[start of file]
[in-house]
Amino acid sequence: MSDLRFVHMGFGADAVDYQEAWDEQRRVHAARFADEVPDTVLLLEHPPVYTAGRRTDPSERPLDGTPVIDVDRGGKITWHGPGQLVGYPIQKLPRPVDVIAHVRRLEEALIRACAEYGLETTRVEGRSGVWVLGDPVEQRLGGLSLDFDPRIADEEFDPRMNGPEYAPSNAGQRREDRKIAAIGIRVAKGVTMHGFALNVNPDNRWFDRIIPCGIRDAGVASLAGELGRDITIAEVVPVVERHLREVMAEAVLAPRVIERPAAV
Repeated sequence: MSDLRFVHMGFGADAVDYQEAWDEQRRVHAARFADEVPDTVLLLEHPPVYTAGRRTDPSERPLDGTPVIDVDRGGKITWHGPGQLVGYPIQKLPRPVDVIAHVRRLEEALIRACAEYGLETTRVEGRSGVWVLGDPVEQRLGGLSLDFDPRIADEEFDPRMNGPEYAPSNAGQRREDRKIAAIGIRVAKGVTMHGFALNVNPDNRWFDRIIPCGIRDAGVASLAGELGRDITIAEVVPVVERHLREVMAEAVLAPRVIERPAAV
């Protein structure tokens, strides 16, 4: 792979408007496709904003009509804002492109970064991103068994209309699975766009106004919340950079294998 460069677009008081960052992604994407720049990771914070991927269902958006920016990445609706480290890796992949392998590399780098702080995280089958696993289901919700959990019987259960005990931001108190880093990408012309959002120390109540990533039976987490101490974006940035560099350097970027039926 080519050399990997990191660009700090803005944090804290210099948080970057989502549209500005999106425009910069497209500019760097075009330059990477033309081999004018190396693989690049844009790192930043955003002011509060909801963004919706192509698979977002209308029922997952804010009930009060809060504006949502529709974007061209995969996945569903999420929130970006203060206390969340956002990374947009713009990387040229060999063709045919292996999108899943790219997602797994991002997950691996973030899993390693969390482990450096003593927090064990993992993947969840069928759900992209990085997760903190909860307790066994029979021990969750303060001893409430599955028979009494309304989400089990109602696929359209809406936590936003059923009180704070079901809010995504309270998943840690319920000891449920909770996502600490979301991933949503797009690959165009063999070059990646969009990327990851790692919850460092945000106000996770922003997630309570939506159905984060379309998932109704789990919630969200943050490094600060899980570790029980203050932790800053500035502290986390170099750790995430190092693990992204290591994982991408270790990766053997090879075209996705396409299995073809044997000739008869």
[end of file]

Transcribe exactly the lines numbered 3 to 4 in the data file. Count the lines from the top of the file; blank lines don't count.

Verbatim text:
Repeated sequence: MSDLRFVHMGFGADAVDYQEAWDEQRRVHAARFADEVPDTVLLLEHPPVYTAGRRTDPSERPLDGTPVIDVDRGGKITWHGPGQLVGYPIQKLPRPVDVIAHVRRLEEALIRACAEYGLETTRVEGRSGVWVLGDPVEQRLGGLSLDFDPRIADEEFDPRMNGPEYAPSNAGQRREDRKIAAIGIRVAKGVTMHGFALNVNPDNRWFDRIIPCGIRDAGVASLAGELGRDITIAEVVPVVERHLREVMAEAVLAPRVIERPAAV
């Protein structure tokens, strides 16, 4: 792979408007496709904003009509804002492109970064991103068994209309699975766009106004919340950079294998 460069677009008081960052992604994407720049990771914070991927269902958006920016990445609706480290890796992949392998590399780098702080995280089958696993289901919700959990019987259960005990931001108190880093990408012309959002120390109540990533039976987490101490974006940035560099350097970027039926 080519050399990997990191660009700090803005944090804290210099948080970057989502549209500005999106425009910069497209500019760097075009330059990477033309081999004018190396693989690049844009790192930043955003002011509060909801963004919706192509698979977002209308029922997952804010009930009060809060504006949502529709974007061209995969996945569903999420929130970006203060206390969340956002990374947009713009990387040229060999063709045919292996999108899943790219997602797994991002997950691996973030899993390693969390482990450096003593927090064990993992993947969840069928759900992209990085997760903190909860307790066994029979021990969750303060001893409430599955028979009494309304989400089990109602696929359209809406936590936003059923009180704070079901809010995504309270998943840690319920000891449920909770996502600490979301991933949503797009690959165009063999070059990646969009990327990851790692919850460092945000106000996770922003997630309570939506159905984060379309998932109704789990919630969200943050490094600060899980570790029980203050932790800053500035502290986390170099750790995430190092693990992204290591994982991408270790990766053997090879075209996705396409299995073809044997000739008869």